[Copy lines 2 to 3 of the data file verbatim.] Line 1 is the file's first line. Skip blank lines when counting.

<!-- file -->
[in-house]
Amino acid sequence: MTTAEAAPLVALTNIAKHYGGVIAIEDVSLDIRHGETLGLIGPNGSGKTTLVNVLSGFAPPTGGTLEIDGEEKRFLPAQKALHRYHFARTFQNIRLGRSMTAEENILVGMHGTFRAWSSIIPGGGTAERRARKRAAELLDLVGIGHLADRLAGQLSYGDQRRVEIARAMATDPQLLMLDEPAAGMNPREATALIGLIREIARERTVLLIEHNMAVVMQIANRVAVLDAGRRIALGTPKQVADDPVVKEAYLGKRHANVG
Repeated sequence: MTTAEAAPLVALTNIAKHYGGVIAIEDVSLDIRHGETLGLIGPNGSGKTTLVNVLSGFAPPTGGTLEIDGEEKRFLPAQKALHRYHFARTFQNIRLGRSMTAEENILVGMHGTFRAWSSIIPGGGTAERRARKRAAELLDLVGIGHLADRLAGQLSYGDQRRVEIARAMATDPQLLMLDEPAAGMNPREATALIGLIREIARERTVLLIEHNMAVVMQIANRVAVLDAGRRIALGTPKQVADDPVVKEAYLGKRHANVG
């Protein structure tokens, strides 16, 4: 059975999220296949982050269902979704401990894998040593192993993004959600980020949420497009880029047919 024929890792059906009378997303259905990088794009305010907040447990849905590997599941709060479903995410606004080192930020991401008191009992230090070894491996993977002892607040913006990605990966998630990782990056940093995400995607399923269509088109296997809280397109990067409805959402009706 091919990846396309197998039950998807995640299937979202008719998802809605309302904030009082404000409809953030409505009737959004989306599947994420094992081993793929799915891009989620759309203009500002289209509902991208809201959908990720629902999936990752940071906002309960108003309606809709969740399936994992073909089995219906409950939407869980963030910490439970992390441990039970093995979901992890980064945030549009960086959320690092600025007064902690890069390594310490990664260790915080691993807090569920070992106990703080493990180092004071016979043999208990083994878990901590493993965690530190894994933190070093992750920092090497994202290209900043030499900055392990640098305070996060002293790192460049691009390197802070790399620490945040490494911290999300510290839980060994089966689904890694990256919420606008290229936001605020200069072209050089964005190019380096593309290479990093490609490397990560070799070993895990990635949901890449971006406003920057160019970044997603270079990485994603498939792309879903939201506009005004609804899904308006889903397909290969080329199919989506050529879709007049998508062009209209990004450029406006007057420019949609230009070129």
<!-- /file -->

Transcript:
Amino acid sequence: MTTAEAAPLVALTNIAKHYGGVIAIEDVSLDIRHGETLGLIGPNGSGKTTLVNVLSGFAPPTGGTLEIDGEEKRFLPAQKALHRYHFARTFQNIRLGRSMTAEENILVGMHGTFRAWSSIIPGGGTAERRARKRAAELLDLVGIGHLADRLAGQLSYGDQRRVEIARAMATDPQLLMLDEPAAGMNPREATALIGLIREIARERTVLLIEHNMAVVMQIANRVAVLDAGRRIALGTPKQVADDPVVKEAYLGKRHANVG
Repeated sequence: MTTAEAAPLVALTNIAKHYGGVIAIEDVSLDIRHGETLGLIGPNGSGKTTLVNVLSGFAPPTGGTLEIDGEEKRFLPAQKALHRYHFARTFQNIRLGRSMTAEENILVGMHGTFRAWSSIIPGGGTAERRARKRAAELLDLVGIGHLADRLAGQLSYGDQRRVEIARAMATDPQLLMLDEPAAGMNPREATALIGLIREIARERTVLLIEHNMAVVMQIANRVAVLDAGRRIALGTPKQVADDPVVKEAYLGKRHANVG